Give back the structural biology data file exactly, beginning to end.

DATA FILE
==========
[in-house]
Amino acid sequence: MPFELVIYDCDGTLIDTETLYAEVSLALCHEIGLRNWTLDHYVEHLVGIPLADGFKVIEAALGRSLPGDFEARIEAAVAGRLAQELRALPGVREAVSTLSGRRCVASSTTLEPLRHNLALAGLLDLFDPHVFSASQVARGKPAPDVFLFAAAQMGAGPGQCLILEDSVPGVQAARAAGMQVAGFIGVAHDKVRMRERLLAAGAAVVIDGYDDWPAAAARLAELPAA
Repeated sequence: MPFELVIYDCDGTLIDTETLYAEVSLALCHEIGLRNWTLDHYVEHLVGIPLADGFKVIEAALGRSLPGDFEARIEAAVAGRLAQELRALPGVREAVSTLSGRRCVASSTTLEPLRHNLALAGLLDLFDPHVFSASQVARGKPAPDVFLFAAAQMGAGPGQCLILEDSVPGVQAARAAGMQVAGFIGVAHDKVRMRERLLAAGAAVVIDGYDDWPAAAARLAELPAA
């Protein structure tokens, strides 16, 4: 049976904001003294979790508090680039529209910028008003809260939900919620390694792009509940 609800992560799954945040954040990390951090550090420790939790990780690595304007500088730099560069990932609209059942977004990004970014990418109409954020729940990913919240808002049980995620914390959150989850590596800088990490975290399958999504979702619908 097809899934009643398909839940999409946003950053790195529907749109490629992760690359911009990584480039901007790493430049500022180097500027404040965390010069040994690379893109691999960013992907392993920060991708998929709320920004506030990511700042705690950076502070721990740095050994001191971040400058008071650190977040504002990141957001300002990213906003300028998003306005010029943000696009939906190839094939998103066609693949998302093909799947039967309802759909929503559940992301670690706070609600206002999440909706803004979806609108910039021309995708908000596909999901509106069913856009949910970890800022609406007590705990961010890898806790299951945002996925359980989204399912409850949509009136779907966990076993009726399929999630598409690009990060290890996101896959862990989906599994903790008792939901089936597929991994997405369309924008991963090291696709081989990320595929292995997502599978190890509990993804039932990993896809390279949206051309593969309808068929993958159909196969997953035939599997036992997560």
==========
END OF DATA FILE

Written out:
[in-house]
Amino acid sequence: MPFELVIYDCDGTLIDTETLYAEVSLALCHEIGLRNWTLDHYVEHLVGIPLADGFKVIEAALGRSLPGDFEARIEAAVAGRLAQELRALPGVREAVSTLSGRRCVASSTTLEPLRHNLALAGLLDLFDPHVFSASQVARGKPAPDVFLFAAAQMGAGPGQCLILEDSVPGVQAARAAGMQVAGFIGVAHDKVRMRERLLAAGAAVVIDGYDDWPAAAARLAELPAA
Repeated sequence: MPFELVIYDCDGTLIDTETLYAEVSLALCHEIGLRNWTLDHYVEHLVGIPLADGFKVIEAALGRSLPGDFEARIEAAVAGRLAQELRALPGVREAVSTLSGRRCVASSTTLEPLRHNLALAGLLDLFDPHVFSASQVARGKPAPDVFLFAAAQMGAGPGQCLILEDSVPGVQAARAAGMQVAGFIGVAHDKVRMRERLLAAGAAVVIDGYDDWPAAAARLAELPAA
């Protein structure tokens, strides 16, 4: 049976904001003294979790508090680039529209910028008003809260939900919620390694792009509940 609800992560799954945040954040990390951090550090420790939790990780690595304007500088730099560069990932609209059942977004990004970014990418109409954020729940990913919240808002049980995620914390959150989850590596800088990490975290399958999504979702619908 097809899934009643398909839940999409946003950053790195529907749109490629992760690359911009990584480039901007790493430049500022180097500027404040965390010069040994690379893109691999960013992907392993920060991708998929709320920004506030990511700042705690950076502070721990740095050994001191971040400058008071650190977040504002990141957001300002990213906003300028998003306005010029943000696009939906190839094939998103066609693949998302093909799947039967309802759909929503559940992301670690706070609600206002999440909706803004979806609108910039021309995708908000596909999901509106069913856009949910970890800022609406007590705990961010890898806790299951945002996925359980989204399912409850949509009136779907966990076993009726399929999630598409690009990060290890996101896959862990989906599994903790008792939901089936597929991994997405369309924008991963090291696709081989990320595929292995997502599978190890509990993804039932990993896809390279949206051309593969309808068929993958159909196969997953035939599997036992997560």